Sep 2, 2014. 11:32 AM | Likes Like |Link to Comment
  • Philip Morris: Looking Forward To A Likely Dividend Hike [View article]
    September 10th (as per their website.)

    I predict $4.02
    Sep 2, 2014. 12:05 AM | 1 Like Like |Link to Comment
  • New Dividend Challengers Should Carry Warning Labels: "Caution! Not Recession Tested!" [View article]
    Mike,

    The only reason I keep SDRL is because I already own it, it serves a specific purpose (I actually use the dividends to pay a monthly expense,) and it's a very small percentage of my holdings.

    When the market eventually has a meltdown I will probably spend most of the money adding to existing positions and the rest divide between growth and new dgi stocks.

    If we're talking a serious correction instead of wasting too much time deciding which growth stock(s) to buy, I'd probably just do it through 1 or 2 etf's. But the main focus will be adding to existing positions on sale.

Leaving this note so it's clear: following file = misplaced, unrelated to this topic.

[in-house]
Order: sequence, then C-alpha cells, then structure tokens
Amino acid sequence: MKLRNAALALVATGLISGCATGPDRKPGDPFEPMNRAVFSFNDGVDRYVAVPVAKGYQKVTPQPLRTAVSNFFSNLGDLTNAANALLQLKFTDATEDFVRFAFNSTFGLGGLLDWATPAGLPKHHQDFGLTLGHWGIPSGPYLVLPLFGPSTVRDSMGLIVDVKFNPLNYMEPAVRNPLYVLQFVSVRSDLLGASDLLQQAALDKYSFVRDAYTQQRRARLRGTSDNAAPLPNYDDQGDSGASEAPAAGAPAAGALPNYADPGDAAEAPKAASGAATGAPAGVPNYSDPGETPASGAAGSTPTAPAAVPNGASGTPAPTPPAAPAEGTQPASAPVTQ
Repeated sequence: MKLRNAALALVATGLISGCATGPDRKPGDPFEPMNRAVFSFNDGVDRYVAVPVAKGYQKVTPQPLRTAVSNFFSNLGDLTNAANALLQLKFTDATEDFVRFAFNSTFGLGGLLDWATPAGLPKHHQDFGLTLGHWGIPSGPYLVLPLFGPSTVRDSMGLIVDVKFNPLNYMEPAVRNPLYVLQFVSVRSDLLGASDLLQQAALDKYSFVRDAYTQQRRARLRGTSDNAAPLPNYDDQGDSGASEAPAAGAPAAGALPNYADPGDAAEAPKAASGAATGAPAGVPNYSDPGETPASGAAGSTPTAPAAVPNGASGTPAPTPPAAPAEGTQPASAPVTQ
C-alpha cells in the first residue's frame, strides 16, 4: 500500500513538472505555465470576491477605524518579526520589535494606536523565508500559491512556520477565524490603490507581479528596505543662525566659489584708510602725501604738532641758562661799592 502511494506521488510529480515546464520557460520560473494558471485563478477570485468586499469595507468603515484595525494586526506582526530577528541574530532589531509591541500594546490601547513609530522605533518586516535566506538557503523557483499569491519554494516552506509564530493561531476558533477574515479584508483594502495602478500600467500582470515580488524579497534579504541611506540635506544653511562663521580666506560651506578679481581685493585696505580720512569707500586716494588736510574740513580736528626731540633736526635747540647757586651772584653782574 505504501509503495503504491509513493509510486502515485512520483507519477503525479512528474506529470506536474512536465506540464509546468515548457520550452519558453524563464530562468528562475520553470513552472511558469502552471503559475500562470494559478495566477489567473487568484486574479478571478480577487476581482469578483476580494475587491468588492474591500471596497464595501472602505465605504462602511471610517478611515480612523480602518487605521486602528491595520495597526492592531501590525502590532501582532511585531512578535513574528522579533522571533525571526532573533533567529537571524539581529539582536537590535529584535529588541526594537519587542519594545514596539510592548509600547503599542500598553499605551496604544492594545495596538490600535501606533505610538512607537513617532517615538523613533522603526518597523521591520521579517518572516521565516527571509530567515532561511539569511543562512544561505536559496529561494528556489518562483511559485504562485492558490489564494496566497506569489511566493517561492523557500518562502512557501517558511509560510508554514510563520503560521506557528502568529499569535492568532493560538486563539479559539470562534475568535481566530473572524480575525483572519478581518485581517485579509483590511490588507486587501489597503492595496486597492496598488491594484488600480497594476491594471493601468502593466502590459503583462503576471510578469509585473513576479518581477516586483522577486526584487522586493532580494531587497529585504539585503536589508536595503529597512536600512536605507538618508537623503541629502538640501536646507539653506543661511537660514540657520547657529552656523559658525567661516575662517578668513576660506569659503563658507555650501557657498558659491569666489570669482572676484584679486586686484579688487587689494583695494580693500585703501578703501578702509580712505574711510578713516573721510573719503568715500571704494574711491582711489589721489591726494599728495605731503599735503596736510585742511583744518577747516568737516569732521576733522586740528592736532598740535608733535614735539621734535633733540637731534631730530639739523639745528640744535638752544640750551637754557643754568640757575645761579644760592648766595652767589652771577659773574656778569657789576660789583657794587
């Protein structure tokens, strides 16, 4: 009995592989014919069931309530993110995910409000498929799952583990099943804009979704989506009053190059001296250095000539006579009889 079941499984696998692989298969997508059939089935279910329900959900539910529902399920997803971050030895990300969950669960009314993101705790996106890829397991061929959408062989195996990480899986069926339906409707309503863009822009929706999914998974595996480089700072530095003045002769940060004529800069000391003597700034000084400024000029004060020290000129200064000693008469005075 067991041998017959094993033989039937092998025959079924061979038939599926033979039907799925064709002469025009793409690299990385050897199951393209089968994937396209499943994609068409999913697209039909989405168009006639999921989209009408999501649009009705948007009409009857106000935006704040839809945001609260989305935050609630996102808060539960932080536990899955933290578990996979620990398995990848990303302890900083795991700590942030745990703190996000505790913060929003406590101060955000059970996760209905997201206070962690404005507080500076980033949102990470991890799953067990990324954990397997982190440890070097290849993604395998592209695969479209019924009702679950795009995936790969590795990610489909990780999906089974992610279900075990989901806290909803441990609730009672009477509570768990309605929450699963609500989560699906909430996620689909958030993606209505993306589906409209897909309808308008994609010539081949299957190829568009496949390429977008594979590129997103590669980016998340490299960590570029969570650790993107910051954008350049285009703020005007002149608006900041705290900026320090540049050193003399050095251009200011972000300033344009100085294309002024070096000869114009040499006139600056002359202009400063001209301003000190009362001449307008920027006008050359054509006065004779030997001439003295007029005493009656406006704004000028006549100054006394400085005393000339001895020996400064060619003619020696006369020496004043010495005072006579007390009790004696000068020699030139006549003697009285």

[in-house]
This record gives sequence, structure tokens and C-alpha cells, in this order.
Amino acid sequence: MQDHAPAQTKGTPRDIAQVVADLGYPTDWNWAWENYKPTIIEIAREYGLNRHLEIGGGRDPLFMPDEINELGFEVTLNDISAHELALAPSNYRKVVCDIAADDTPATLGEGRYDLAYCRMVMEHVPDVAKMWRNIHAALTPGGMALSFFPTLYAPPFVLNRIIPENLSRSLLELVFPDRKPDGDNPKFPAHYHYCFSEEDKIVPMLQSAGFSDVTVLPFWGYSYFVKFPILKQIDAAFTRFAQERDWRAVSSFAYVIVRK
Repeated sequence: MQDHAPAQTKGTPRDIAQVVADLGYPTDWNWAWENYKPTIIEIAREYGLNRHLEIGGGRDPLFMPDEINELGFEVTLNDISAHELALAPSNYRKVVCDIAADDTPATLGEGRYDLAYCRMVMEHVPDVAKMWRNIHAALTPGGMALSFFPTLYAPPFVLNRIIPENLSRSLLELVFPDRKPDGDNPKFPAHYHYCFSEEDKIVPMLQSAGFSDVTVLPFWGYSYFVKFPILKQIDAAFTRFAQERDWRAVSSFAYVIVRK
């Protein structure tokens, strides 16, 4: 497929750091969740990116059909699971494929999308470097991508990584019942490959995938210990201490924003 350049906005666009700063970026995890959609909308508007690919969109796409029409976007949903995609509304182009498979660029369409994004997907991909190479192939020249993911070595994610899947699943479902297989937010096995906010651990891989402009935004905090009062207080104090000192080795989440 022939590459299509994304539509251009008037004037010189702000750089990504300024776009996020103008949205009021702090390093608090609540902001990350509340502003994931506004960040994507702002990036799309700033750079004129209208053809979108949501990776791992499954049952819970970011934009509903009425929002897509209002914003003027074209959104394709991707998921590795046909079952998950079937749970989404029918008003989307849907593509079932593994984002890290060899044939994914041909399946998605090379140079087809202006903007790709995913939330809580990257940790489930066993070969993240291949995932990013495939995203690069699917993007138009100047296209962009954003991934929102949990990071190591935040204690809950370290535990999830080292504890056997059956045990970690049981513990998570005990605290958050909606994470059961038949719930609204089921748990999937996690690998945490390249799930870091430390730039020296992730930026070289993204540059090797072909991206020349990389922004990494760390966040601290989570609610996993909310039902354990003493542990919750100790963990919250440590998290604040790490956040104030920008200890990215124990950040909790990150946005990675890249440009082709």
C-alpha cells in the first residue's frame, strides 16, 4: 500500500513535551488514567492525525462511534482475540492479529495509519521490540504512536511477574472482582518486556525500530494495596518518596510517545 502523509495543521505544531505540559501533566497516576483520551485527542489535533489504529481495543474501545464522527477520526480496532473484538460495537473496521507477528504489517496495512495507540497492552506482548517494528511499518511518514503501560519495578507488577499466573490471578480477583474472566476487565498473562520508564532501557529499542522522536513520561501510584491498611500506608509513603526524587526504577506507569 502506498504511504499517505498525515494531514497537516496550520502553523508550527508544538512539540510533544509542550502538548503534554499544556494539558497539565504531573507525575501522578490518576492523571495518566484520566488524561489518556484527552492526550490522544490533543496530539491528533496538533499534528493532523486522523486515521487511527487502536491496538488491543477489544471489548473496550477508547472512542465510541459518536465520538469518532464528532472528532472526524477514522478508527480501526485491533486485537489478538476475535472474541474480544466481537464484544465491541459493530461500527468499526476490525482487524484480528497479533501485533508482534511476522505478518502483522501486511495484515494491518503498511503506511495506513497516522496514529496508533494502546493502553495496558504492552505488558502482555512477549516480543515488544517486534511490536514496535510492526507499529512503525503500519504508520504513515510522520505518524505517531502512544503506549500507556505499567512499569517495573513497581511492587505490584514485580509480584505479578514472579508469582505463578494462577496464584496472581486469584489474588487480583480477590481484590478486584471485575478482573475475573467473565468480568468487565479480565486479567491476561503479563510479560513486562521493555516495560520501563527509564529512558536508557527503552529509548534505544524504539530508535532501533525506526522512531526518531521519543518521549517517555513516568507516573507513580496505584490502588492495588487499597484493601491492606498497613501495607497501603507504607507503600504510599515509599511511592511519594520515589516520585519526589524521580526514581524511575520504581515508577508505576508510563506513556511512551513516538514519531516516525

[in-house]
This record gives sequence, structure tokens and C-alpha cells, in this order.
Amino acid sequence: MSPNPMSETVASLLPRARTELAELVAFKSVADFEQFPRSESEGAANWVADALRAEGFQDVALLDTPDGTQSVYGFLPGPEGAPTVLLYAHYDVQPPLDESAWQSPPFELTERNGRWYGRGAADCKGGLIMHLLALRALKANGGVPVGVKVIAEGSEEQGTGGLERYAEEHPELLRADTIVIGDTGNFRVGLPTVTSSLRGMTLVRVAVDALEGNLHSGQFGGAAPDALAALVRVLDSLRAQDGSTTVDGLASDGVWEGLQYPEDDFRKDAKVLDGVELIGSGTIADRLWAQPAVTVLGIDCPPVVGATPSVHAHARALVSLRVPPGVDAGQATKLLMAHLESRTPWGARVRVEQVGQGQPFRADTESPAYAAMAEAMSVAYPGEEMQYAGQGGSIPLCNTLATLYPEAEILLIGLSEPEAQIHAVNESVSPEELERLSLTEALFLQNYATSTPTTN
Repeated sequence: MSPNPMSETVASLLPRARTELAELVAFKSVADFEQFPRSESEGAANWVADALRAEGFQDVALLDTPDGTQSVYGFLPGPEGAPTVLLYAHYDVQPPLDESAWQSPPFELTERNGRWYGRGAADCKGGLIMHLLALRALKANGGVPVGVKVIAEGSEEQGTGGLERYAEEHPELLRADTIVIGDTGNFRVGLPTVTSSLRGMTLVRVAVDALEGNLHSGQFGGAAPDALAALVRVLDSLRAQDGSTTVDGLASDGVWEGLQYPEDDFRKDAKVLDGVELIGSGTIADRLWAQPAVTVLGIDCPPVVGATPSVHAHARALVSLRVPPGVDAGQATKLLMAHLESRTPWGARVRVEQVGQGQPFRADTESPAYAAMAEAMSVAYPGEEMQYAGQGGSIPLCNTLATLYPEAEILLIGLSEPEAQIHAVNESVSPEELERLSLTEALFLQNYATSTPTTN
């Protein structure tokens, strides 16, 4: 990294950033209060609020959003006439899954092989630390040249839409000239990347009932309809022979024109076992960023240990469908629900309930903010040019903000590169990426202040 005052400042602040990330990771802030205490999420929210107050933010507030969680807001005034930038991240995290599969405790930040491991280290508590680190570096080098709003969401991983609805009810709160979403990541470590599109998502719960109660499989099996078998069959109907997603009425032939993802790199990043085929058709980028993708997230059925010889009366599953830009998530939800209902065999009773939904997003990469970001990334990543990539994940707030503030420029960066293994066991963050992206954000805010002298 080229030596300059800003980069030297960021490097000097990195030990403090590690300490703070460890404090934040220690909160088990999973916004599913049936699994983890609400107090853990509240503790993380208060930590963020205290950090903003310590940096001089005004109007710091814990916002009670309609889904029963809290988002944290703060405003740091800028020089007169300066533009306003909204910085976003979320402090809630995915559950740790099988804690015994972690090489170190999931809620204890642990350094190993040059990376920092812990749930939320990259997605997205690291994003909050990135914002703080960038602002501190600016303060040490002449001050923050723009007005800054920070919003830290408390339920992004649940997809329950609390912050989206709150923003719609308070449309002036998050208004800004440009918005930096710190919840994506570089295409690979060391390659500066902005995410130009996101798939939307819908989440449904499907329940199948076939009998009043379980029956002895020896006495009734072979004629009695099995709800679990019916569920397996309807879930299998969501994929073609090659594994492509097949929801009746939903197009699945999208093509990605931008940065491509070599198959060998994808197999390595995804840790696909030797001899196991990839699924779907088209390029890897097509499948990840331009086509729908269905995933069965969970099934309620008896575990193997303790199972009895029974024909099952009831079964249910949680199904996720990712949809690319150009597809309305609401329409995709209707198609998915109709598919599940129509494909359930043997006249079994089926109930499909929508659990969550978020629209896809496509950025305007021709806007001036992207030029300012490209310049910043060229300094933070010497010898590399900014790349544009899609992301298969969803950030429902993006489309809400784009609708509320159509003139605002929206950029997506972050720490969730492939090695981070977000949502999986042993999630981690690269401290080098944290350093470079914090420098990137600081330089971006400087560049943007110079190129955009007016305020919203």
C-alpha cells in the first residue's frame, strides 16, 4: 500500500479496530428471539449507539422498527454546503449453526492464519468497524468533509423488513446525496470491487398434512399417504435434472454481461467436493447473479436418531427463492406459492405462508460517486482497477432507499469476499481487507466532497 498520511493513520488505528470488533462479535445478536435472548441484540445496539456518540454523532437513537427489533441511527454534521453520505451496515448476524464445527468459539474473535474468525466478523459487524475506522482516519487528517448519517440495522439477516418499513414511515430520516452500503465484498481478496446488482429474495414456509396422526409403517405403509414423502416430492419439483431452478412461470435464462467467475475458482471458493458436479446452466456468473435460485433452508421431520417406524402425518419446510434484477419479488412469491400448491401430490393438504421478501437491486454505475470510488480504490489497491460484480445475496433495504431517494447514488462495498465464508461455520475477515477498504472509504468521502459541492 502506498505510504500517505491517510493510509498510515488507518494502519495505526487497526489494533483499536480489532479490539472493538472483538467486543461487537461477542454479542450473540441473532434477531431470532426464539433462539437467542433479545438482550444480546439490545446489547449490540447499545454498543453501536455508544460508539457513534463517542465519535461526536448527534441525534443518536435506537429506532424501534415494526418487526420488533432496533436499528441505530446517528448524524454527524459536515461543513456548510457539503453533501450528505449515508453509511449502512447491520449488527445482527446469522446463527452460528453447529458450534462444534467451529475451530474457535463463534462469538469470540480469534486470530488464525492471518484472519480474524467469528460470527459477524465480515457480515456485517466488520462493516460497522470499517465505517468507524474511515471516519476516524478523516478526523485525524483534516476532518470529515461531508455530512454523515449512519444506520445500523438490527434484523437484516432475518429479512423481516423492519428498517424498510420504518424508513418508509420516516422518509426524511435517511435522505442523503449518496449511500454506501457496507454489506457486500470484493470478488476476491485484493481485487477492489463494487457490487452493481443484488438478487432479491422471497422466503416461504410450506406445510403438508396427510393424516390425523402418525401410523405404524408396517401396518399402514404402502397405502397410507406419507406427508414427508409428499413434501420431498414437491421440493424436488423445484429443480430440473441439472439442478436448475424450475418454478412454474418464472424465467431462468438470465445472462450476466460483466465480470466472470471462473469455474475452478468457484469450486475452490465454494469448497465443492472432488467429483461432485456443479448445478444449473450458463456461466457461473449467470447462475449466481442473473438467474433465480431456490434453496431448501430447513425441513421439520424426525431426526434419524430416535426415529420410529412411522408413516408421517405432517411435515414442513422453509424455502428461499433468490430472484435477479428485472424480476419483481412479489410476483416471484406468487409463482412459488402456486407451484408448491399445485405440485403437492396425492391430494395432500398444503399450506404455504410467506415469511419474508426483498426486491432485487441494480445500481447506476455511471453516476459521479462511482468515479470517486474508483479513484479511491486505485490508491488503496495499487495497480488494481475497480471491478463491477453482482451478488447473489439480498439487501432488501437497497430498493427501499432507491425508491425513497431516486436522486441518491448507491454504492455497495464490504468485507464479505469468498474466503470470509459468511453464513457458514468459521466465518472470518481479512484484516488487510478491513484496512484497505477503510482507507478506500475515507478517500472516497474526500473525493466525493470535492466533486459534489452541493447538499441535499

Aug 24, 2014. 09:21 PM | Likes Like |Link to Comment
  • New Dividend Challengers Should Carry Warning Labels: "Caution! Not Recession Tested!" [View article]
    ‎Chowder,

    I respect your opinions an‎d agree with practically all your comments. But I think I disagree with this move. (I know, who am i, and why should you care what I think?)

    If you're selling SDRL to raise cash and wait for a better buying opportunity I get it. But to sell SDRL, which ‎has not disappointed with the dividend payments and hikes, over the past few years; *now* doesn't seem to make sense.

    Also you mentioned possibly buying HD (or GILD etc). These stocks have increased tremendously over the past few years. I actually sold half the HD position, for someone's accou‎nt I manage, on Thursday. Bought it for $21.